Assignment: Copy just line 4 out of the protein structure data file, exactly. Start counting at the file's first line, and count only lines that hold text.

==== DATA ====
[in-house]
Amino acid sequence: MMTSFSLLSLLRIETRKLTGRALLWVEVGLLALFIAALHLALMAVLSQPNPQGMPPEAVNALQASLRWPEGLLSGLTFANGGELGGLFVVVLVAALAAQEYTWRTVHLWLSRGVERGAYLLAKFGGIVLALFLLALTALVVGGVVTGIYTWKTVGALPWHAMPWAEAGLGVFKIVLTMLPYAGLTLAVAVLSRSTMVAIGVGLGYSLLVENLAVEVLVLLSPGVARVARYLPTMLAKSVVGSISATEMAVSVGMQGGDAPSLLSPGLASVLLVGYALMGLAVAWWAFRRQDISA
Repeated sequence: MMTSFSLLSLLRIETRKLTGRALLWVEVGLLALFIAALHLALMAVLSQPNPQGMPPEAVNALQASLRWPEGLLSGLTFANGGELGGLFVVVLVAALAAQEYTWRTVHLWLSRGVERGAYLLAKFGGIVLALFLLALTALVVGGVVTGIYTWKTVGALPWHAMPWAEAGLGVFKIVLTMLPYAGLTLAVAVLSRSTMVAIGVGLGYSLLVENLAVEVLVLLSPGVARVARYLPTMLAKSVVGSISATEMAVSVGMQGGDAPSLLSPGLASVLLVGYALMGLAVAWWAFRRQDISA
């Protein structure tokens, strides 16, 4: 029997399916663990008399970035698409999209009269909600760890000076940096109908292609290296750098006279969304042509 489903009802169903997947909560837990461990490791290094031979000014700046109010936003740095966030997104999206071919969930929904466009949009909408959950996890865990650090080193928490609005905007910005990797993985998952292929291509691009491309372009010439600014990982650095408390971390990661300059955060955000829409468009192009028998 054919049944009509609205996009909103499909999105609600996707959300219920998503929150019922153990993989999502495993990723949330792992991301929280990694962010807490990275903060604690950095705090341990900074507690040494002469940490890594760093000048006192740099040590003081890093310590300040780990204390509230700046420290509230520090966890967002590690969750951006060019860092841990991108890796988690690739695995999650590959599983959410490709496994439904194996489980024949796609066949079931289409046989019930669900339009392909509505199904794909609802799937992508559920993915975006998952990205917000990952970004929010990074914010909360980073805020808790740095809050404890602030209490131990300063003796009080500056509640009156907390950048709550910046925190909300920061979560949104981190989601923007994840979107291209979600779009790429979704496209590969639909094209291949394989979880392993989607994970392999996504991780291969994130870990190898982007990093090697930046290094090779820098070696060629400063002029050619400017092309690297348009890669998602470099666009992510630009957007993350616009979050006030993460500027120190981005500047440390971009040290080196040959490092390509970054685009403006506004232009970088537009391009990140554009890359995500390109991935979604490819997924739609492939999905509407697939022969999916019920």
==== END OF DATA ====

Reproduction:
């Protein structure tokens, strides 16, 4: 029997399916663990008399970035698409999209009269909600760890000076940096109908292609290296750098006279969304042509 489903009802169903997947909560837990461990490791290094031979000014700046109010936003740095966030997104999206071919969930929904466009949009909408959950996890865990650090080193928490609005905007910005990797993985998952292929291509691009491309372009010439600014990982650095408390971390990661300059955060955000829409468009192009028998 054919049944009509609205996009909103499909999105609600996707959300219920998503929150019922153990993989999502495993990723949330792992991301929280990694962010807490990275903060604690950095705090341990900074507690040494002469940490890594760093000048006192740099040590003081890093310590300040780990204390509230700046420290509230520090966890967002590690969750951006060019860092841990991108890796988690690739695995999650590959599983959410490709496994439904194996489980024949796609066949079931289409046989019930669900339009392909509505199904794909609802799937992508559920993915975006998952990205917000990952970004929010990074914010909360980073805020808790740095809050404890602030209490131990300063003796009080500056509640009156907390950048709550910046925190909300920061979560949104981190989601923007994840979107291209979600779009790429979704496209590969639909094209291949394989979880392993989607994970392999996504991780291969994130870990190898982007990093090697930046290094090779820098070696060629400063002029050619400017092309690297348009890669998602470099666009992510630009957007993350616009979050006030993460500027120190981005500047440390971009040290080196040959490092390509970054685009403006506004232009970088537009391009990140554009890359995500390109991935979604490819997924739609492939999905509407697939022969999916019920």